[webkit-dev] An incremental approach (was Re: UPDATED Re: Version control survey)

Alp Toker alp at nuanti.com
Sat Mar 10 15:08:44 PST 2012

On 10/03/2012 21:46, Maciej Stachowiak wrote:
> In my opinion, the level of SVN use shown in both surveys indicates to 
> me that we should probably keep supporting it, unless most of the SVN 
> users would want to switch to Git. In particular, the second survey so 
> far is showing that SVN use is somewhat higher among committers and 
> reviewers than among the general population.

This raises an interesting point.

The repository at git.webkit.org is not so great to work with as a 
committer / reviewer, and as Mark points out it's not too friendly on 
the servers either.

As an incremental approach, it might be a good idea to first resolve 
some of the issues in the mirror, including its layout and usability vs. 

Without this work being done, the benefit of git over svn is not so 
clear to me.

The way I see it, a better mirror would address:


The ChangeLog entries in the git history mean every local merge, revert 
or cherry pick is non-trivial, so you get an ugly non-linear history 
whether or not you use a tool to auto-resolve ChangeLog conflicts.

Possible solution would be to do a new migration where the ChangeLog 
entries are folded into the commit message the files themselves are 
eliminated from the history, as if they never existed.

Maybe keep the original ChangeLog in an overlay branch for posterity, 
since these files are sometimes hand-edited after the fact.

*Author Names

*The committer names don't have the full author name in the git mirror 
right now, just an SVN id. This info could be extracted out of a 
database or the ChangeLog message if one exists, during import. People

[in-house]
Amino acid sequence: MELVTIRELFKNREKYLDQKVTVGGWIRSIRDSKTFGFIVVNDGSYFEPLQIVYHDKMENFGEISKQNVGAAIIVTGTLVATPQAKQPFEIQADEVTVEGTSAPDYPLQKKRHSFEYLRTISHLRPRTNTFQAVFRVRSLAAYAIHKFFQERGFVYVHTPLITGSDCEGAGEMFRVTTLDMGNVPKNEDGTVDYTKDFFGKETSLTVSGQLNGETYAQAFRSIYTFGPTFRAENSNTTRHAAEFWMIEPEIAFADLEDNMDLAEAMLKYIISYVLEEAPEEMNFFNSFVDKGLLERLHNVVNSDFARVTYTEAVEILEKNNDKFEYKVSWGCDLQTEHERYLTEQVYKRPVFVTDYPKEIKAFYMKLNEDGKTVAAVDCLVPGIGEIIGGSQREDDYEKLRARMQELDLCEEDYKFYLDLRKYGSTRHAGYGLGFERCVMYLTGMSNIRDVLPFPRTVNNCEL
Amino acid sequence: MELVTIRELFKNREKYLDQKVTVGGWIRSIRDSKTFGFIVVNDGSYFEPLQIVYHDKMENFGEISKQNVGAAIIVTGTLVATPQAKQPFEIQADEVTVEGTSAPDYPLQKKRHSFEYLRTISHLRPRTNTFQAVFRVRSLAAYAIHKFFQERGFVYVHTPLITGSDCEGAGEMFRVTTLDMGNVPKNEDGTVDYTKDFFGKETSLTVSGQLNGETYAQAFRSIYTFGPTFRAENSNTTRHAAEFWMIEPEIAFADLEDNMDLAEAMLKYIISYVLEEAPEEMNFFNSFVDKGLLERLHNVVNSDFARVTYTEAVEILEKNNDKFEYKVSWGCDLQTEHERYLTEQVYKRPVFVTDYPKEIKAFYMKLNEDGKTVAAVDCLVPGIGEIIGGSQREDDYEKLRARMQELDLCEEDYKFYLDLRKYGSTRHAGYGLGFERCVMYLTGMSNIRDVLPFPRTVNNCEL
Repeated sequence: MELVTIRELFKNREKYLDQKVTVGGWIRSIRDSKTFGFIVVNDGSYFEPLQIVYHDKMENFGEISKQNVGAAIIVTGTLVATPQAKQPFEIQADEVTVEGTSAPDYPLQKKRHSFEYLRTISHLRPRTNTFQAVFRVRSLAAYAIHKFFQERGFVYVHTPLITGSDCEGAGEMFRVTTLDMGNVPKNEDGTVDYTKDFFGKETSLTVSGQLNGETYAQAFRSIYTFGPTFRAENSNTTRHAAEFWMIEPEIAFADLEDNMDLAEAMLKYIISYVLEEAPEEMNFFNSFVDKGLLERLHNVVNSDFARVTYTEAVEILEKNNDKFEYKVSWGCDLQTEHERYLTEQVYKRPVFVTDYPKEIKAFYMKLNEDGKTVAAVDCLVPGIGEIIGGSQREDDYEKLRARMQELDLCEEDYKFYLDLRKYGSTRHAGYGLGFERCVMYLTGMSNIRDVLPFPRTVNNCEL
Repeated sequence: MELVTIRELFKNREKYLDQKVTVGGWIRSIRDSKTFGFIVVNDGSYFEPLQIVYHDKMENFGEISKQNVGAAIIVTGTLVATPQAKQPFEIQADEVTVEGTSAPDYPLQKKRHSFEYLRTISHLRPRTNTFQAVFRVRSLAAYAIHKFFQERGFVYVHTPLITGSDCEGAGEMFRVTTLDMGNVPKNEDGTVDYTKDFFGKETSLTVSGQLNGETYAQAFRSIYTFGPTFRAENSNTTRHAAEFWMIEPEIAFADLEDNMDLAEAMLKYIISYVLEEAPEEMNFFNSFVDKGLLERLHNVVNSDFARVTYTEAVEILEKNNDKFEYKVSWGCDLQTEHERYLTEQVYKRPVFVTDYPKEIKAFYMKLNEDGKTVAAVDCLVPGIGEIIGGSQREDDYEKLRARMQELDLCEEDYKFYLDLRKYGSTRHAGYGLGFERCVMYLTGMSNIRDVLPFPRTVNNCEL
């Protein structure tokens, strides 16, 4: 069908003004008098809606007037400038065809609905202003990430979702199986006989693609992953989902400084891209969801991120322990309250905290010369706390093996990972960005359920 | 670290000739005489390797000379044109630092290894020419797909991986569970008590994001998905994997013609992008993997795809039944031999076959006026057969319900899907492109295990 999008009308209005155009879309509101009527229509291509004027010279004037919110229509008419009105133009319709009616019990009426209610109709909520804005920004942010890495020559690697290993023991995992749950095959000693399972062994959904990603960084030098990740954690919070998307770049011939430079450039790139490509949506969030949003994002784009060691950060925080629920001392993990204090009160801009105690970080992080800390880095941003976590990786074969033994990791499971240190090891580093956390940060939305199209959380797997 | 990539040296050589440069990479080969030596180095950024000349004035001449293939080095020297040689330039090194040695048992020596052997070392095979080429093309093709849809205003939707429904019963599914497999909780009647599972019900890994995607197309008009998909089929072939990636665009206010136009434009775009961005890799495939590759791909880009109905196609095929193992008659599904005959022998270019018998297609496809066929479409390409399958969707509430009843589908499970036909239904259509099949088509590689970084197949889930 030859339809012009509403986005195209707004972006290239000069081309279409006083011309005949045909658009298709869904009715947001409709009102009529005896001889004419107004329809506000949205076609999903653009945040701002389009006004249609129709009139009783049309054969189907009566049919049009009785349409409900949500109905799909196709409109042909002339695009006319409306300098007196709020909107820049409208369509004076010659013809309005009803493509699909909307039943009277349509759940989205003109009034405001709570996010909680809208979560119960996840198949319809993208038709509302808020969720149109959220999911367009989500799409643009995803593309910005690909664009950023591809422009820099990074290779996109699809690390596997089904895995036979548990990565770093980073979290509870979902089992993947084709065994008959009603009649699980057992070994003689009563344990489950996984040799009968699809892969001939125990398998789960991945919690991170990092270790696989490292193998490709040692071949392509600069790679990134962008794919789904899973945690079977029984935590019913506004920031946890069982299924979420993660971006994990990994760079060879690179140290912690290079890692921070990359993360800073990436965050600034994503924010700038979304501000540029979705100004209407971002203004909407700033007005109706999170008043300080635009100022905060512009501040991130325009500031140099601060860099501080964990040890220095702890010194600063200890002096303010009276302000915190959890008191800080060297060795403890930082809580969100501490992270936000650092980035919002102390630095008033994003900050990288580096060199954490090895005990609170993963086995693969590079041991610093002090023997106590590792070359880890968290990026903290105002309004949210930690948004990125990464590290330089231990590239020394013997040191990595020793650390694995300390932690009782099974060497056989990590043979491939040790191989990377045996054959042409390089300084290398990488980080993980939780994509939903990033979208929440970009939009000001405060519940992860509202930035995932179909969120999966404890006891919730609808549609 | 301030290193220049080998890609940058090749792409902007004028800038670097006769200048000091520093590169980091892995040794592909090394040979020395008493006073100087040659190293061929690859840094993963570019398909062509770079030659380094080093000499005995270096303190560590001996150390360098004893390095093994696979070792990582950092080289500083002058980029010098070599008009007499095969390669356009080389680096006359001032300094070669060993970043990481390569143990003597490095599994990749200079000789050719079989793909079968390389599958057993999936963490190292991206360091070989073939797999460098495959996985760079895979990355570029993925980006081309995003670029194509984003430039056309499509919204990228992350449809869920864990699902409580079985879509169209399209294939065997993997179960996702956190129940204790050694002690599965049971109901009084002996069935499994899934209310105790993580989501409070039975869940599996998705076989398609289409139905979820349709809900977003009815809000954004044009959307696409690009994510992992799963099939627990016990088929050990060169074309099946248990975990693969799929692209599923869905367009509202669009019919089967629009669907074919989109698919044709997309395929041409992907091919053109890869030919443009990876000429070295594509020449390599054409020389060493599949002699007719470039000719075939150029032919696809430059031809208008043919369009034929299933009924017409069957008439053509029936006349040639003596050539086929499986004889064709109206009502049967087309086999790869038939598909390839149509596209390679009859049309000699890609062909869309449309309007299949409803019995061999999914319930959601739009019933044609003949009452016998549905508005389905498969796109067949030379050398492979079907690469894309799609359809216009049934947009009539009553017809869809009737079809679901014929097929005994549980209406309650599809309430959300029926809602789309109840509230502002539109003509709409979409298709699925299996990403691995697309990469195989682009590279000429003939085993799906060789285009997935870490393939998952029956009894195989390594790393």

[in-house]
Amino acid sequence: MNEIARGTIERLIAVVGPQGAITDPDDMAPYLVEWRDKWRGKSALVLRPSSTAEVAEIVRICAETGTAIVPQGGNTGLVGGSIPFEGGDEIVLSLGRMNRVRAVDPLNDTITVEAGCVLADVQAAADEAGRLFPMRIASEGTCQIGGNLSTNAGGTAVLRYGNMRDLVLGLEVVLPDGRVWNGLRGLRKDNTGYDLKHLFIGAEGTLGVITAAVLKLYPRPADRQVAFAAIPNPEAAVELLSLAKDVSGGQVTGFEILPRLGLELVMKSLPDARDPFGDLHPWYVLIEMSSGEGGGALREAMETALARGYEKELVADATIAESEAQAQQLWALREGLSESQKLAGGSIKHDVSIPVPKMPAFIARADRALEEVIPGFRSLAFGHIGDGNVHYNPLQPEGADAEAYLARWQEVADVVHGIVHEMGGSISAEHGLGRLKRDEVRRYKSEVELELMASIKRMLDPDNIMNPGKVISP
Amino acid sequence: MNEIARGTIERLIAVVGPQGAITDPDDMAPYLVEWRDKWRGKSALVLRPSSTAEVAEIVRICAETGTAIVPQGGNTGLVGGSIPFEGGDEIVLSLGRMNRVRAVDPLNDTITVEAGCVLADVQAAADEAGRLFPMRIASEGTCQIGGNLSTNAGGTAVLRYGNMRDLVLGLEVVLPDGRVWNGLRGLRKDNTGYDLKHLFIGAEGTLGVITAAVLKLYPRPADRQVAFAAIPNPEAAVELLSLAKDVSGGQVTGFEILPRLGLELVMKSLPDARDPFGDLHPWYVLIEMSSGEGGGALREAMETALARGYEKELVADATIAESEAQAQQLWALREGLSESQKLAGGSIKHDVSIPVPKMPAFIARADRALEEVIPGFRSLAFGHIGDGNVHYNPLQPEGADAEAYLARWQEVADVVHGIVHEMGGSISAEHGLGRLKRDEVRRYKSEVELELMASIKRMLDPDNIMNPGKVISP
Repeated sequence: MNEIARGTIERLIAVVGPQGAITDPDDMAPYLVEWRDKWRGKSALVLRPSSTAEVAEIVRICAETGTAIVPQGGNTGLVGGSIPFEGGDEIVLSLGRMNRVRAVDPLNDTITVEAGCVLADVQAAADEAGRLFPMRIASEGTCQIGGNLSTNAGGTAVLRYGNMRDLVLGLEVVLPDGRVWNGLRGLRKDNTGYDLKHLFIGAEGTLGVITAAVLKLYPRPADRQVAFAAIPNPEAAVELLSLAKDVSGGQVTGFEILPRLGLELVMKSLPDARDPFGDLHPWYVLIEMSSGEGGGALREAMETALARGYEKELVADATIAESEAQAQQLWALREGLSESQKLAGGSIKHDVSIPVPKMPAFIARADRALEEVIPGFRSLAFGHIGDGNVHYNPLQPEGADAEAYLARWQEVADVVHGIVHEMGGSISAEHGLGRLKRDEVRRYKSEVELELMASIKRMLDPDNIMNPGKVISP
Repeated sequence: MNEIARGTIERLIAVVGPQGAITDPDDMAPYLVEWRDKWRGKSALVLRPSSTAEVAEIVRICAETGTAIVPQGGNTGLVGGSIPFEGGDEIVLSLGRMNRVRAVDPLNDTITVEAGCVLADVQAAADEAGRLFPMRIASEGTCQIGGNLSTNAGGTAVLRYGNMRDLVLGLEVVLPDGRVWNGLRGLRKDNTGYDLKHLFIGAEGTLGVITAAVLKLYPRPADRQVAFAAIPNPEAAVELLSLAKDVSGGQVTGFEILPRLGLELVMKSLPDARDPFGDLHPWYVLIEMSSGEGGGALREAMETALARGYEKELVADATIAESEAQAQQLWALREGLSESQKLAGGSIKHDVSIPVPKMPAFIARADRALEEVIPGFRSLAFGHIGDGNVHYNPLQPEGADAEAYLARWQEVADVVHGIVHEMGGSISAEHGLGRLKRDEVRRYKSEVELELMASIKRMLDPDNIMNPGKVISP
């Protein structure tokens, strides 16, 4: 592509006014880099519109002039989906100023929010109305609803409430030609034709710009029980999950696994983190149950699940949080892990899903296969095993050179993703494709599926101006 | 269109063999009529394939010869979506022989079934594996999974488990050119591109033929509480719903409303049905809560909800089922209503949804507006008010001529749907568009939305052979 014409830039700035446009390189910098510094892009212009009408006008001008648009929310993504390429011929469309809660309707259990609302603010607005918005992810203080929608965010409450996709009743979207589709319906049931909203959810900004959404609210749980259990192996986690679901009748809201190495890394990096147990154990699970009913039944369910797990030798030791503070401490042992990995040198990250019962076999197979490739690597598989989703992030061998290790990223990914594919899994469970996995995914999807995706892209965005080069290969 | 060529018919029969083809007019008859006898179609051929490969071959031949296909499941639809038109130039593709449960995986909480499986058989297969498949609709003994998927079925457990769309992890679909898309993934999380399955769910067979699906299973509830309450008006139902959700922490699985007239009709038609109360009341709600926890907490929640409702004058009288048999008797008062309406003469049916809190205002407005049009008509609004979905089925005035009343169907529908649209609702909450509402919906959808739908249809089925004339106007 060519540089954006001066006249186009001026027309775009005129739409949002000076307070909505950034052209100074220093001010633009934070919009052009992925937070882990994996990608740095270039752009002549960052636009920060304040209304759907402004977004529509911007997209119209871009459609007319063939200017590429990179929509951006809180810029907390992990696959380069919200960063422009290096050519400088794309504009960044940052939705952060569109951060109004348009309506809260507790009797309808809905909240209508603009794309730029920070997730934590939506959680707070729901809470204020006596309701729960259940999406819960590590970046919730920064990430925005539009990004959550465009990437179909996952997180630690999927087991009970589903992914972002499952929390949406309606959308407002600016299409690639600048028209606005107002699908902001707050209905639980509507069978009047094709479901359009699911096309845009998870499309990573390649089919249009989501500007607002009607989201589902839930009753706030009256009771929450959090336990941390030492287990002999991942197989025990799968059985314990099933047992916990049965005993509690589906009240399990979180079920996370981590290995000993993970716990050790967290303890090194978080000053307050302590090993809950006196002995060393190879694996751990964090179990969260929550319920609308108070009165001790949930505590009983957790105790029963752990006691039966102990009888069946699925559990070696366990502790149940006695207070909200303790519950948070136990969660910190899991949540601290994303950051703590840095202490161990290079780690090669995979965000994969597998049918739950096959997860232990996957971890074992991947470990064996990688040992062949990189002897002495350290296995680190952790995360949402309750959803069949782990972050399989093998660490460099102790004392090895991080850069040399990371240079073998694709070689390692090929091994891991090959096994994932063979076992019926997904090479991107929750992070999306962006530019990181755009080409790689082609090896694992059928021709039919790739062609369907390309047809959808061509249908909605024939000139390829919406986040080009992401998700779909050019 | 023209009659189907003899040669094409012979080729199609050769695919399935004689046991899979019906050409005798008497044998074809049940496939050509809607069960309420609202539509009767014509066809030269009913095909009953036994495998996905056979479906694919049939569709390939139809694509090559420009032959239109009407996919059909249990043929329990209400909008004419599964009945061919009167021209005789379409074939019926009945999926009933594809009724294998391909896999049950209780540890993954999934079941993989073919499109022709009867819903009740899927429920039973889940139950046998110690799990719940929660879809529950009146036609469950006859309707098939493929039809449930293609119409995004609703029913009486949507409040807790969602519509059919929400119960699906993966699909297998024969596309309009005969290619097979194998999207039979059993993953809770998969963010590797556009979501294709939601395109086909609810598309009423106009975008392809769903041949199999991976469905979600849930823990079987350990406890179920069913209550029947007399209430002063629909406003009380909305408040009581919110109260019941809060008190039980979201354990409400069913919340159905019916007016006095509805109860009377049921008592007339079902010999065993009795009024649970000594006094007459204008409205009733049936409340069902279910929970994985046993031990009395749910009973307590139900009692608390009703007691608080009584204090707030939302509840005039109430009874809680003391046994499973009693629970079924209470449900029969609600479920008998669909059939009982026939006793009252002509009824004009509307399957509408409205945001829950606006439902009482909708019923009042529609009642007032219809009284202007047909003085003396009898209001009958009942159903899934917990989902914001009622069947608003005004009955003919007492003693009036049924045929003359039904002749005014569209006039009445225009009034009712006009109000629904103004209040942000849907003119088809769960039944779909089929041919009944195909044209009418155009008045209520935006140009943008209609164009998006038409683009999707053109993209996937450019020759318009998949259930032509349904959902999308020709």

switch companies and email addresses over time, so that would have to be 
accounted for.

This could go some way to alleviating Oliver's concern about inflation 
in reviewer / committer population by corollary:

If the history is transformed to identify the author of an external 
contribution in cases where the patch is landed by a reviewer or 
commit-queue at webkit.org, these guys would see their name next to their 
work and get credited on places like Github and Ohloh.

Would result in less pressure amongst casual contributors to get commit 
access, especially for those who care about the 'creds' or are doing it 
to improve their CV to get a pay rise.

*Layout and repo size
The git repository with full history is enormous.

I don't really need the full history of every pixel test result for 
every port, ever, including long-dead ports, and likewise don't really 
want to pull it every time the expectations get updated.

It's not so much about disk space (everyone has plenty these days).

The bigger problem is that git grep and git pickaxe search through local 
git history is so slow you actually end up having a better experience 
using the search feature on Trac. One less benefit over SVN.

A proposal (or even better, proof of concept) for git repository layout 
where the 'heavy' generated paths are split out into git submodules 
separate from the source code would make me feel more comfortable with 
the whole idea. Also, should be possible to do a shallow clone of these 
yet still be able to commit and push back upstream (if git supports 
this, git experts?)

I did some of the early WebKit git tooling but to be honest this is a 
lot of work for someone to take on. But seeing some of the energy in the 
debate, someone might be willing to have a go.

I do think that addressing these issues before advocating a switch would 
strengthen the case, at least with reviewers who had a mixed experience 
like mine.


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